INSIGHTS

Keeping Big Data from Getting Too Big

Umesh Patel
Magdalena Kotek

Yes, you can have too much of a good thing. That’s a problem faced today by many business managers who are swimming in a flood of data.

The right data can, of course, help to increase revenue and improve products and services. But incomplete data can cause problems for sales and marketing programs. Without proper analysis, even the “right” data can be worse than no data at all.

Data – whether it’s big or small – has become a foundation for marketing. You cannot be a successful marketer or commercial organization without having an understanding of data and analytics.

“In today’s day and age, we are getting much more data than we know what to do with,” says Umesh Patel, General Manager for Canada of Eaton’s Power Quality Business. “If we don’t have competencies around data analytics, we have the risk of reaching incorrect conclusions.”

We spoke about this issue with Patel and with Magdalena Kotek, a marketing executive in Hong Kong who is former CMO for GE Capital Global Financial Solutions.

“Data – whether it’s big or small – has become a foundation for marketing,” says Kotek. “You cannot be a successful marketer or commercial organization without having an understanding of data and analytics.”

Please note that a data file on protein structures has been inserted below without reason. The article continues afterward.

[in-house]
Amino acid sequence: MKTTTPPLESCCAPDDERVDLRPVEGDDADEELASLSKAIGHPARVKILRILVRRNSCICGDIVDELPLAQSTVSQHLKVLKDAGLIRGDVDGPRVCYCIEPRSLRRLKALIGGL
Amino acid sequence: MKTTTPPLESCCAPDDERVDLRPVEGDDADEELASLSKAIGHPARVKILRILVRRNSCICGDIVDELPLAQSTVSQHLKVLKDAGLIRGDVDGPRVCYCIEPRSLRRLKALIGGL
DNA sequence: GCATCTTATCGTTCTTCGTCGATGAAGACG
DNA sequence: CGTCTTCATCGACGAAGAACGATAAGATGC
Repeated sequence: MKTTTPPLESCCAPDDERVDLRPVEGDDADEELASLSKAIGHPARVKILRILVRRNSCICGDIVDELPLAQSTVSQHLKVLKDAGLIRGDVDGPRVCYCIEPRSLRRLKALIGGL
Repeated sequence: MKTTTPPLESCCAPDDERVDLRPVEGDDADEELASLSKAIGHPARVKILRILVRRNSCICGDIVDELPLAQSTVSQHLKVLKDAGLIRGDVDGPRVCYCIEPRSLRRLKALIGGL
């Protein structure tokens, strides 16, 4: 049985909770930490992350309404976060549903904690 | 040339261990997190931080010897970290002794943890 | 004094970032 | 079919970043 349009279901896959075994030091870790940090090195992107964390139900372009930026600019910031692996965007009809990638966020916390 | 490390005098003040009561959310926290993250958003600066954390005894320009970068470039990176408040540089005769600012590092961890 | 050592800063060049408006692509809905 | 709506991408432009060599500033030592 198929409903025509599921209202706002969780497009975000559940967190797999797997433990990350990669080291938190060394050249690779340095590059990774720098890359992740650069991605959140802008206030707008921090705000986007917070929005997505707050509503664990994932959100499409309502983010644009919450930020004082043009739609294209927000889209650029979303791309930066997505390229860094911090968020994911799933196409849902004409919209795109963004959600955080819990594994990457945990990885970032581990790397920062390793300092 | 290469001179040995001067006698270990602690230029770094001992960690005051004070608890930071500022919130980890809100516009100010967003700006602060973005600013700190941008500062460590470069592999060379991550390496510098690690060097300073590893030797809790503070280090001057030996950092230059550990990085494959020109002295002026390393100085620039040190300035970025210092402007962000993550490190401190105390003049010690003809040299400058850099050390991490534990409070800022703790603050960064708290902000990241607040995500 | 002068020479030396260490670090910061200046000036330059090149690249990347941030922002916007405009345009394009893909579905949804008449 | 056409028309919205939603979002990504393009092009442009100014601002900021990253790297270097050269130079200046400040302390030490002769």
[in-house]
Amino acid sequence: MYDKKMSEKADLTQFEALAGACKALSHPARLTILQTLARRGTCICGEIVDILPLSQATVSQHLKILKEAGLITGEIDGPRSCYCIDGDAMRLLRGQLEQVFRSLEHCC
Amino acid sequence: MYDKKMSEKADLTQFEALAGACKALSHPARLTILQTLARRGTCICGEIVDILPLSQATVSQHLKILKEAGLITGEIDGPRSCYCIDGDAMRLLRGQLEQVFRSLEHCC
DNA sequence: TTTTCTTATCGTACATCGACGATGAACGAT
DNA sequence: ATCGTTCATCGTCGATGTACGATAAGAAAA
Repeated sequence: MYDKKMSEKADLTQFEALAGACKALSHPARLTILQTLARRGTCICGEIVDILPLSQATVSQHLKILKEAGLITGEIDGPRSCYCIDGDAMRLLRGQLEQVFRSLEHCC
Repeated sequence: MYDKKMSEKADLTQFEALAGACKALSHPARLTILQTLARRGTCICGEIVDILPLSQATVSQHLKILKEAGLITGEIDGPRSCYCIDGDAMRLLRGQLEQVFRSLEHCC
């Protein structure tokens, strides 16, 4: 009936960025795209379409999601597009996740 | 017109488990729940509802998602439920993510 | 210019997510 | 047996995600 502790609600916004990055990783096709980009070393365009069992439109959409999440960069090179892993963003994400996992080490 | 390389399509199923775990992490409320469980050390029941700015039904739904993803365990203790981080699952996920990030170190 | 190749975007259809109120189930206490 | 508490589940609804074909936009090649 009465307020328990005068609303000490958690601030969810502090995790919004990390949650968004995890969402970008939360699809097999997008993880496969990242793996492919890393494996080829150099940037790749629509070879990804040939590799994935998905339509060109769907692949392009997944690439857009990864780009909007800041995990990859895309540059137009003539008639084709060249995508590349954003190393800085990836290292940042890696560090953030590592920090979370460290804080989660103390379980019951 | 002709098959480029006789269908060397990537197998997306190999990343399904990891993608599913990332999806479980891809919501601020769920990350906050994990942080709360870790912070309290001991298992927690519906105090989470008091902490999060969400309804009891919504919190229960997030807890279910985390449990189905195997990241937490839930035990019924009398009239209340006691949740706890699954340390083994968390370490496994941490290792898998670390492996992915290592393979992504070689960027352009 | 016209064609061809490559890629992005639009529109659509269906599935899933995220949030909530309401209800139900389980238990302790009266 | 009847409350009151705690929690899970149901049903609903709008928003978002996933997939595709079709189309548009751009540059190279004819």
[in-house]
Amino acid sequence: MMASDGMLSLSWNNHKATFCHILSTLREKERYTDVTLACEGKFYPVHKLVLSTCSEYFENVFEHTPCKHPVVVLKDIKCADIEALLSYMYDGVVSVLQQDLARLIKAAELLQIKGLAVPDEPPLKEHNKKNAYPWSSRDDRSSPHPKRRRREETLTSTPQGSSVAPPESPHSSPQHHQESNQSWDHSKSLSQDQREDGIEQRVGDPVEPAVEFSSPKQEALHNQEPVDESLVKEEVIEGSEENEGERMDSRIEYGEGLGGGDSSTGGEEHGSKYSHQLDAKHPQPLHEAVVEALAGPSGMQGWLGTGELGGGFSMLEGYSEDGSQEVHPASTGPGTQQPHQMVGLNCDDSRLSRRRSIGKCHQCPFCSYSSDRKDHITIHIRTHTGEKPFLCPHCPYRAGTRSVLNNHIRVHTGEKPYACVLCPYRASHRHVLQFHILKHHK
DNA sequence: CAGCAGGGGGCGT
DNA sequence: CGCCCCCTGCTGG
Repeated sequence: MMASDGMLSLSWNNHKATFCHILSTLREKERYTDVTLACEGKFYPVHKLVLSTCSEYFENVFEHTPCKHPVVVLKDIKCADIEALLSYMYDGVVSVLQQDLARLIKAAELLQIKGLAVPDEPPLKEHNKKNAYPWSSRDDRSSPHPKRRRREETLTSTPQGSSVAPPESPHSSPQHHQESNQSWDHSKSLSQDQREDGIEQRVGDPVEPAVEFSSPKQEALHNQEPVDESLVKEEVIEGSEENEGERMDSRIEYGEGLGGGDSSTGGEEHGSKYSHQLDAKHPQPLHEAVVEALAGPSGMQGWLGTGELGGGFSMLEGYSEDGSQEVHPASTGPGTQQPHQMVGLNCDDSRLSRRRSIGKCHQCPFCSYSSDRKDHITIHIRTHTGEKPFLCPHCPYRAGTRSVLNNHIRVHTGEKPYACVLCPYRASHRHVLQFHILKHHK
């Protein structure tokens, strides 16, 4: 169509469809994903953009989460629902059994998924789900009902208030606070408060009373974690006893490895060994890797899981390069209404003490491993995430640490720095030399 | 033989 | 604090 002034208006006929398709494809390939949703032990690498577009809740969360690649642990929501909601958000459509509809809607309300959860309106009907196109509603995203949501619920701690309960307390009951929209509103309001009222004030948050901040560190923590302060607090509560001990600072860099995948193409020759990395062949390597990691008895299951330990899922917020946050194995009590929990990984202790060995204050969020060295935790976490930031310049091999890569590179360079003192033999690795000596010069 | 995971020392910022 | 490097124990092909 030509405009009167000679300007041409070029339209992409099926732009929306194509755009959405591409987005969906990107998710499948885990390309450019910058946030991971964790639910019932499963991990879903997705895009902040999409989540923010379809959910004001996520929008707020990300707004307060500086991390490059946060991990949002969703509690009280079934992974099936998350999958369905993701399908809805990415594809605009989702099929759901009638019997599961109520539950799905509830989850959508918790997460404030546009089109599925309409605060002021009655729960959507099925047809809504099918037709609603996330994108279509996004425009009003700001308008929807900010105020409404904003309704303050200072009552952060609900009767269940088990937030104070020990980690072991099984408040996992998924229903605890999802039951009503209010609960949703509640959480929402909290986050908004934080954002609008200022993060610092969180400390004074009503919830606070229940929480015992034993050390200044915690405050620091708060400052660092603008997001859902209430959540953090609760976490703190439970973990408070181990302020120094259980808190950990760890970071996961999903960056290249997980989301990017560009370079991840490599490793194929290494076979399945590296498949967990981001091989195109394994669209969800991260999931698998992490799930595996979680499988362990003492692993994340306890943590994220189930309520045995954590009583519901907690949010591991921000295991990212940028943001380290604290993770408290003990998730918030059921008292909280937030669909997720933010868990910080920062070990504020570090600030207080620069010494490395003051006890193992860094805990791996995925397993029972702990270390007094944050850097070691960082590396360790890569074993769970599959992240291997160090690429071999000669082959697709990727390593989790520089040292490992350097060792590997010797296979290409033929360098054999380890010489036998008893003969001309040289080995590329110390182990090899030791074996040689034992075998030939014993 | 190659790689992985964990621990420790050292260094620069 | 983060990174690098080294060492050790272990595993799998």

Kotek notes that the CMO’s job is to help CEOs meet their business objectives “and one of the most powerful ways to do that is by understanding the data that flows through our organizations for sales, customers and markets.” Like Patel, Kotek says organizations need to figure out the right data and analyses to solve the company’s challenges.

“How do I create clarity in all that [data] to figure out the important things that I want to measure while not losing sight of the things that might disrupt my business?,” she asks. “You really have to be able to identify critical commercial questions, and be thoughtful about picking analyses that are going to make a difference for you and will result in insights and action. The challenge will grow as organizations incorporate data from social media and mobile technologies to understand and impact customer sentiment and buying decisions.”

A Universal Challenge                                                                                        

Most companies today face these same challenges. Even at global giants like GE Capital and Eaton, executives and technologists are constantly trying to find a better way forward. This is largely due to the explosion in data over the past few years. More than half the data from all of history was created in just the past two years, according to sources cited in “Accelerate How You Innovate: Data Center Evolution in the Era of the Cloud,” recently published by the Transform to Better Perform initiative.

All that data has been choking traditional data centers, leading many companies to look towards the cloud and other newer technologies to augment on-premises facilities. Together with new built-in-the-cloud applications, companies are gradually learning how to stem the tide of big data. In turn, that helps business managers access the data they need to do their jobs with greater agility and authority.